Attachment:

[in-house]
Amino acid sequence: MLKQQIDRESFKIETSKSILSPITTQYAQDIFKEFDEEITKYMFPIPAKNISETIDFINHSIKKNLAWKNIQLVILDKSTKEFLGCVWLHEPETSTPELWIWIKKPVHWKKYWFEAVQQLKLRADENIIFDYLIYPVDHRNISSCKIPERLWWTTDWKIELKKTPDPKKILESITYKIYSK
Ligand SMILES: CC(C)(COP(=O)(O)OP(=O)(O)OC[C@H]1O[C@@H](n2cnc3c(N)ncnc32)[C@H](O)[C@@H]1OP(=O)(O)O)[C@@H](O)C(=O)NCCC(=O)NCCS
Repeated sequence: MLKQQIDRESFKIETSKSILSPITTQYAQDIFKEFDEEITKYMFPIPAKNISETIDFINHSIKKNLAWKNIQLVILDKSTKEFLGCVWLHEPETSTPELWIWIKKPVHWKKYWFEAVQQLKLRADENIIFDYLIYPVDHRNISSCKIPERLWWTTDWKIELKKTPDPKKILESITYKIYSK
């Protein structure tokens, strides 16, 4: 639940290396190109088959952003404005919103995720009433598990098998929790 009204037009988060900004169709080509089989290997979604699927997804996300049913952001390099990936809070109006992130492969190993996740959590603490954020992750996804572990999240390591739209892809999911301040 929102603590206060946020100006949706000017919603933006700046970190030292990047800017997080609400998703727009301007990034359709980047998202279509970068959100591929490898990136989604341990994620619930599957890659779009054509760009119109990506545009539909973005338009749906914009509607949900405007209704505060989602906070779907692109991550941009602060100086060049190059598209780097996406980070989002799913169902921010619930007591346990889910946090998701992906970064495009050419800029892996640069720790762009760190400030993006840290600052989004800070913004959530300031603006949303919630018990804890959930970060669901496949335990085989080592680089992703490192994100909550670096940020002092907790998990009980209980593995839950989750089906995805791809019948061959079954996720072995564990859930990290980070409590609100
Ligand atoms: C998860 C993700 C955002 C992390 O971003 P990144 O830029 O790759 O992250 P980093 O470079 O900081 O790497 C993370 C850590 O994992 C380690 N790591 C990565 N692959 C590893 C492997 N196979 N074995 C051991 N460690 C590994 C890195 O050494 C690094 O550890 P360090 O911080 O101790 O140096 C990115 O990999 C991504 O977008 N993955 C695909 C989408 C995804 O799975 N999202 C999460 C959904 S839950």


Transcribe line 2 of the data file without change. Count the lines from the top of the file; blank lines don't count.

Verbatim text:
Amino acid sequence: MLKQQIDRESFKIETSKSILSPITTQYAQDIFKEFDEEITKYMFPIPAKNISETIDFINHSIKKNLAWKNIQLVILDKSTKEFLGCVWLHEPETSTPELWIWIKKPVHWKKYWFEAVQQLKLRADENIIFDYLIYPVDHRNISSCKIPERLWWTTDWKIELKKTPDPKKILESITYKIYSK